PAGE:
FT:CT0.400.100.420.110.0940.390.370.100.410.100.0400.51
JH (Flight Time) [cm]14.654.5415.375.330.0390.5414.214.6114.604.730.2110.22
JH (Imp-Mom) [cm]12.346.0413.644.980.1160.3511.944.3912.744.520.1810.25
P Power/BM [W/kg]25.376.9526.765.860.1310.3324.634.7125.655.210.0980.36
P Power [W]1809.1624.91889.7526.00.1730.271773.3453.21835.9446.70.1110.34
Conc Dur [ms]320.8154.36327.3960.930.3100.14326.8951.69325.7160.860.470−0.02
Conc Impulse [Ns]107.9434.76113.6629.900.0980.38108.5128.67111.0926.450.2430.19
Conc P Vel [m/s]1.720.341.800.270.1040.371.710.241.750.260.2200.21
Conc RFD/BM [N/s/kg]14.7711.0215.9615.000.3300.1210.803.4413.909.470.1360.31
Conc RFD [N/s]1017.6662.31086.2973.50.3680.10782.1286.9977.2654.00.1590.28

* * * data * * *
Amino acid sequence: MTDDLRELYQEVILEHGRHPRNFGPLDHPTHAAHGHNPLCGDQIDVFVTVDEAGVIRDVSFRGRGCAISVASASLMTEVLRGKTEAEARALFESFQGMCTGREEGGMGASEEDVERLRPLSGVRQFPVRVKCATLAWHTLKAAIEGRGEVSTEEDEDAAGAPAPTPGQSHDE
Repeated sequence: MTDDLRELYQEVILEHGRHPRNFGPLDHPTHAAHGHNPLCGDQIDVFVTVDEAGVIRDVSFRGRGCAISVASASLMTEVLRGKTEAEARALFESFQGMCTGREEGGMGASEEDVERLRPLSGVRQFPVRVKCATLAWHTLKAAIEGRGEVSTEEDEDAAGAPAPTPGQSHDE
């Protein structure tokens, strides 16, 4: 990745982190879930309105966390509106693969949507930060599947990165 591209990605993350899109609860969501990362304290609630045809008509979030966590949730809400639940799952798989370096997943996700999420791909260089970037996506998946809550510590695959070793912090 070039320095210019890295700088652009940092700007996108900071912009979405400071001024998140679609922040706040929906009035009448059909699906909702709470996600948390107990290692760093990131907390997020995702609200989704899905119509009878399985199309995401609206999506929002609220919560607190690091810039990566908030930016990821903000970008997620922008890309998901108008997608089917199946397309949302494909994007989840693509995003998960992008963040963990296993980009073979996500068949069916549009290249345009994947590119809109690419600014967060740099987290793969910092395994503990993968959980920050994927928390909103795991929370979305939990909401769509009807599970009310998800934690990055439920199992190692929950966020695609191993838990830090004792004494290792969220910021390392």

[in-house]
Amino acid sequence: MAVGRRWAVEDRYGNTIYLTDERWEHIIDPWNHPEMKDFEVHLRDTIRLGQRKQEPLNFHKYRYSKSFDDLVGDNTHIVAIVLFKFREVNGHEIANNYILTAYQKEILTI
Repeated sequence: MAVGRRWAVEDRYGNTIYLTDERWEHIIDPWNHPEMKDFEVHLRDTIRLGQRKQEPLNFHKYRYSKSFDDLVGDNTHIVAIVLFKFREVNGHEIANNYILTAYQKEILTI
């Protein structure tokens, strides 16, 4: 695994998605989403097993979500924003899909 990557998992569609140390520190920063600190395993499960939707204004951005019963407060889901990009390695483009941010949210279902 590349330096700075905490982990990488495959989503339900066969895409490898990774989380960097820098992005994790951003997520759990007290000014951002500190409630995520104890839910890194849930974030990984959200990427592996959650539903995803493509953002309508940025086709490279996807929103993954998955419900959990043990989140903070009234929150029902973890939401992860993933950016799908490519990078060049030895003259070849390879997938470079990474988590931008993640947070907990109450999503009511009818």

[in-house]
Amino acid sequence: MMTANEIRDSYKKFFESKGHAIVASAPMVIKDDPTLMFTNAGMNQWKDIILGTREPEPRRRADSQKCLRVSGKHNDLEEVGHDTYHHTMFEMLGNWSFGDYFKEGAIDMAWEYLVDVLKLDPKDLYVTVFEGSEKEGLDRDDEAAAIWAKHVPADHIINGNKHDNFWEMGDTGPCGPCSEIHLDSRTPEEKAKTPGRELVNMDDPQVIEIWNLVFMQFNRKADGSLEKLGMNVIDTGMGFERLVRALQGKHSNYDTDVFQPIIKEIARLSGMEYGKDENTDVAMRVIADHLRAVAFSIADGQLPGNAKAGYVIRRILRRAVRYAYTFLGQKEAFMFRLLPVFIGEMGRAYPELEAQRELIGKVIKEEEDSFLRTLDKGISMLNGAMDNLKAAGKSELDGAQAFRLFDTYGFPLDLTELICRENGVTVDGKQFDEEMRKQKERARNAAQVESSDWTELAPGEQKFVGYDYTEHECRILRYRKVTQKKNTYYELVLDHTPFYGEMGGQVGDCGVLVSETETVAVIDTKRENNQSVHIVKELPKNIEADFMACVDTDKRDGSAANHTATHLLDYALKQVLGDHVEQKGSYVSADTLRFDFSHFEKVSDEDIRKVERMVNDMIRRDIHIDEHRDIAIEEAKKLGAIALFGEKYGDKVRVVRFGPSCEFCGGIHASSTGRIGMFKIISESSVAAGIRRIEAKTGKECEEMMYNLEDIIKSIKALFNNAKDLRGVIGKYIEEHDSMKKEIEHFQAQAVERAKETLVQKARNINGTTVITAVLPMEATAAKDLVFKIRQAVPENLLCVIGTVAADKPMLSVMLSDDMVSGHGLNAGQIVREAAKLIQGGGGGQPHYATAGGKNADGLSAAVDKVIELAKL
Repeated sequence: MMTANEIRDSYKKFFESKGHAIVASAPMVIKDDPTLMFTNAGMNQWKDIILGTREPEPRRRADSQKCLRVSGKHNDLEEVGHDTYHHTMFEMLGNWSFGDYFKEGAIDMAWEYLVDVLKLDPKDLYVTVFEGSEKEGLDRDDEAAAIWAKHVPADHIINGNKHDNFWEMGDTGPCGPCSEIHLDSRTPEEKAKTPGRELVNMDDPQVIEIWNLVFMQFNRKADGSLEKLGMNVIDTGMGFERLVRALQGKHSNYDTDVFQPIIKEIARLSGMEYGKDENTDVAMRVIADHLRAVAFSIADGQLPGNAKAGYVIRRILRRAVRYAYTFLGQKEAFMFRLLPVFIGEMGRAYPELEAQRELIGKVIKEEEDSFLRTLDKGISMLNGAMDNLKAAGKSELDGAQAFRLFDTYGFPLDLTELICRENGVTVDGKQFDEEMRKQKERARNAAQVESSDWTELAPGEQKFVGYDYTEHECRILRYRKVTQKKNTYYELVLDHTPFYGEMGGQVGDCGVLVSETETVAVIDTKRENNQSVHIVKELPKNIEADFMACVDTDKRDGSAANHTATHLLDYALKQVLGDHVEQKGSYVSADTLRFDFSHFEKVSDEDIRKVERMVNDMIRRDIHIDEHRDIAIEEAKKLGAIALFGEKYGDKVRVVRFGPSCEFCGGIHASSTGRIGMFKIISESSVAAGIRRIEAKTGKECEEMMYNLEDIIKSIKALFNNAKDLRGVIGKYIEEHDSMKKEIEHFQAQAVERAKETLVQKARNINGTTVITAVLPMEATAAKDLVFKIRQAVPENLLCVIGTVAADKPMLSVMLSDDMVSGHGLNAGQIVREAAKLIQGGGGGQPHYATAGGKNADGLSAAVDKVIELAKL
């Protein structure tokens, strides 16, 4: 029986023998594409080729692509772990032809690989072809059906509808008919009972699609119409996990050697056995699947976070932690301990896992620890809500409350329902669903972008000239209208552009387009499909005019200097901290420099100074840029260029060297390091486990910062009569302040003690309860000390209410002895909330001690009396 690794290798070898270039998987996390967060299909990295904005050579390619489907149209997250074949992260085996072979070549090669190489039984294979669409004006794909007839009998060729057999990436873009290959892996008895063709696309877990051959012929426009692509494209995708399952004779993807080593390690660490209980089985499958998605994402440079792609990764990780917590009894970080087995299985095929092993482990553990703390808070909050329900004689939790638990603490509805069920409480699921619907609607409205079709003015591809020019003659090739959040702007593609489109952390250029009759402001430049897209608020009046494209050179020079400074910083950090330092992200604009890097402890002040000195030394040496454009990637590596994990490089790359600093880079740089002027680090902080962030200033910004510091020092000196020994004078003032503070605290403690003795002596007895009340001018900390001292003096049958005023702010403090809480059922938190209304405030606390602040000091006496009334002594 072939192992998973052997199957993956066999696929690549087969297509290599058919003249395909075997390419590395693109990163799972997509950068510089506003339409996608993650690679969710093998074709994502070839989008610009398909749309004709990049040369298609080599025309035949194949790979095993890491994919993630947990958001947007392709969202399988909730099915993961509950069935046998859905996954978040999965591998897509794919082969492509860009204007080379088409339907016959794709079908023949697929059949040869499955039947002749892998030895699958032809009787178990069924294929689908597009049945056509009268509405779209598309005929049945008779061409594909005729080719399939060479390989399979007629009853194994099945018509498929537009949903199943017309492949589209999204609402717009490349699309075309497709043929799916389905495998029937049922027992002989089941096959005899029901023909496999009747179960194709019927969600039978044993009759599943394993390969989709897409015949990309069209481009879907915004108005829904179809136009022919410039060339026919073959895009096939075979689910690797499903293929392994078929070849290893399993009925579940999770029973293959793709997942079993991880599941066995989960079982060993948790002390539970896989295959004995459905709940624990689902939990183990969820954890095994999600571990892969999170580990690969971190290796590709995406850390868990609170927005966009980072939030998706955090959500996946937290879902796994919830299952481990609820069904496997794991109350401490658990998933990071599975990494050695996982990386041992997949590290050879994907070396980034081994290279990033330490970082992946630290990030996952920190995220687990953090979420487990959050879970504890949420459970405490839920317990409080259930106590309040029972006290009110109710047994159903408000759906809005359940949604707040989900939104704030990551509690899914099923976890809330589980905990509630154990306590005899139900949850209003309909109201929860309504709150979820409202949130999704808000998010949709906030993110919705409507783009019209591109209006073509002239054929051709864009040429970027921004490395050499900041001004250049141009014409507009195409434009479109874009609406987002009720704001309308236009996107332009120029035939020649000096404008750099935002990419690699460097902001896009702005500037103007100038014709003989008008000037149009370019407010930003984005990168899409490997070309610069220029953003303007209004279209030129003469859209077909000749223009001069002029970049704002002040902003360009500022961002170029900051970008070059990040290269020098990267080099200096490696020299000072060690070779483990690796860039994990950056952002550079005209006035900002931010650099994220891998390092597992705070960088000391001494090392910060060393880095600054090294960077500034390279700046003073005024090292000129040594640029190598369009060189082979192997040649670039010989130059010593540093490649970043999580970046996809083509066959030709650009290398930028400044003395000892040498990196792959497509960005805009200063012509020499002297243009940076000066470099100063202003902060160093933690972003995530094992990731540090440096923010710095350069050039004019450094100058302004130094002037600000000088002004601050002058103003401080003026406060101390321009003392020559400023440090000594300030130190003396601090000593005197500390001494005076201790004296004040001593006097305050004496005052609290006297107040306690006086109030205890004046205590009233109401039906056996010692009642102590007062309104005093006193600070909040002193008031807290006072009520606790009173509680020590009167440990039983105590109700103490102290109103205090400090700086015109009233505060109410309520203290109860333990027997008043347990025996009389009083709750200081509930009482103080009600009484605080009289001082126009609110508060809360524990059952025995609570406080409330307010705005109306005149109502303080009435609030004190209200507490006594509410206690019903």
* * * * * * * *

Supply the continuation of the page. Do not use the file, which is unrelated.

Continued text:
Conc RPD/BM [W/s/kg]114.3644.99119.3944.570.2550.19110.8547.72116.5141.710.2680.17
Conc RPD [W/s]8055.03214.48346.83013.30.2880.167821.83028.08302.02969.00.2270.21
F at P Power [N]1147.8190.61157.8182.60.2390.201132.4161.21156.3167.00.0820.39
RSI-modified [m/s]0.170.070.190.070.0340.560.160.060.180.070.0400.51
Vel at P Power [m/s]1.550.301.610.240.1350.321.550.211.580.230.3080.14
Braking Phase Dur [s]0.370.110.360.110.396−0.070.380.110.360.130.297−0.15
Ecc Braking RFD/BM [N/s/kg]36.8525.5733.7320.480.217−0.2234.7925.6234.0420.310.442−0.04
Ecc Braking RFD [N/s]2408.01255.42346.31299.90.400−0.072419.71479.72430.71417.10.4880.01
Ecc Dec Phase Dur [s]0.210.060.200.060.061−0.460.230.080.210.090.228−0.21
Ecc Dec RFD/BM [N/s/kg]36.0823.1437.6925.080.3290.1337.3632.6238.6826.630.4210.05
Ecc Dec RFD [N/s]2505.61529.32626.71612.90.3140.142574.11954.32764.51821.30.3400.11
Ecc M Braking F [N]774.62103.64761.64101.460.060−0.47795.02103.05782.24116.140.159−0.28
Ecc M Dec F [N]955.07142.82948.30170.990.346−0.11921.43102.05930.90181.650.3920.08
Ecc MF [N]693.7386.30689.5086.540.076−0.42704.8694.05703.4694.710.324−0.13
Ecc M Power/BM [W/kg]3.700.513.540.850.203−0.243.660.643.380.830.165−0.27
Ecc M Power [W]260.7460.99250.7787.970.245−0.20259.2552.79243.6478.500.204−0.23